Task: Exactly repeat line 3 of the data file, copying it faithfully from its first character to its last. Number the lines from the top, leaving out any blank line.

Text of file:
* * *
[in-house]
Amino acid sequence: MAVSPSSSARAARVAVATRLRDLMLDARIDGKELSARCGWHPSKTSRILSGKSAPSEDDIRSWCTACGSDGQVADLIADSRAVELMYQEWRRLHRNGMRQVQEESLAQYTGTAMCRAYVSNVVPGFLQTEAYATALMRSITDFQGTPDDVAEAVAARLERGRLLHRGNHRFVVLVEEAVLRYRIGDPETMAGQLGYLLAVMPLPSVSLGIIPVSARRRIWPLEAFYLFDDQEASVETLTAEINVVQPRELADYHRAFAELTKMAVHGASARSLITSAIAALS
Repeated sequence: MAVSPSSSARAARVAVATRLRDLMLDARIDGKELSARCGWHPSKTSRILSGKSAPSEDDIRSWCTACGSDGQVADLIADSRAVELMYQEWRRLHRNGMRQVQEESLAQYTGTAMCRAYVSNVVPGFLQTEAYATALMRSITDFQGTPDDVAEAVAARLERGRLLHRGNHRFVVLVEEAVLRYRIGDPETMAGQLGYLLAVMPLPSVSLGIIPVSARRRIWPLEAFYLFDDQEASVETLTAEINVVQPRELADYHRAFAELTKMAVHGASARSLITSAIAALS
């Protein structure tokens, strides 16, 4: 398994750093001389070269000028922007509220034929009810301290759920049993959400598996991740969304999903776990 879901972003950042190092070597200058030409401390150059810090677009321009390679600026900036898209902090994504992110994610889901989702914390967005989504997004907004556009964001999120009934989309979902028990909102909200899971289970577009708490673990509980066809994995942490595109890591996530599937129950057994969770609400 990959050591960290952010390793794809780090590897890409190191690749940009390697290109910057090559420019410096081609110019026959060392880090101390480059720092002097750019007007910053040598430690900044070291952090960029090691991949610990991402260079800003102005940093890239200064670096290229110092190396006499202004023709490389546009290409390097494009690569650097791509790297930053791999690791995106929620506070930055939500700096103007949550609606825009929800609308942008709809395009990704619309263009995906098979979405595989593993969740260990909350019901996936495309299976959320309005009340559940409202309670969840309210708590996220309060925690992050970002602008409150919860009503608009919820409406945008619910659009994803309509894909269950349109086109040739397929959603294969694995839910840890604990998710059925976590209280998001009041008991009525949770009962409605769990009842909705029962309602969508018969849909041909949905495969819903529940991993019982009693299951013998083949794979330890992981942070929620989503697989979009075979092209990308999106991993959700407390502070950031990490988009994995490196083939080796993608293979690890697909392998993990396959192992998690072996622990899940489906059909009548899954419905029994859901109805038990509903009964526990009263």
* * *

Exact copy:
Repeated sequence: MAVSPSSSARAARVAVATRLRDLMLDARIDGKELSARCGWHPSKTSRILSGKSAPSEDDIRSWCTACGSDGQVADLIADSRAVELMYQEWRRLHRNGMRQVQEESLAQYTGTAMCRAYVSNVVPGFLQTEAYATALMRSITDFQGTPDDVAEAVAARLERGRLLHRGNHRFVVLVEEAVLRYRIGDPETMAGQLGYLLAVMPLPSVSLGIIPVSARRRIWPLEAFYLFDDQEASVETLTAEINVVQPRELADYHRAFAELTKMAVHGASARSLITSAIAALS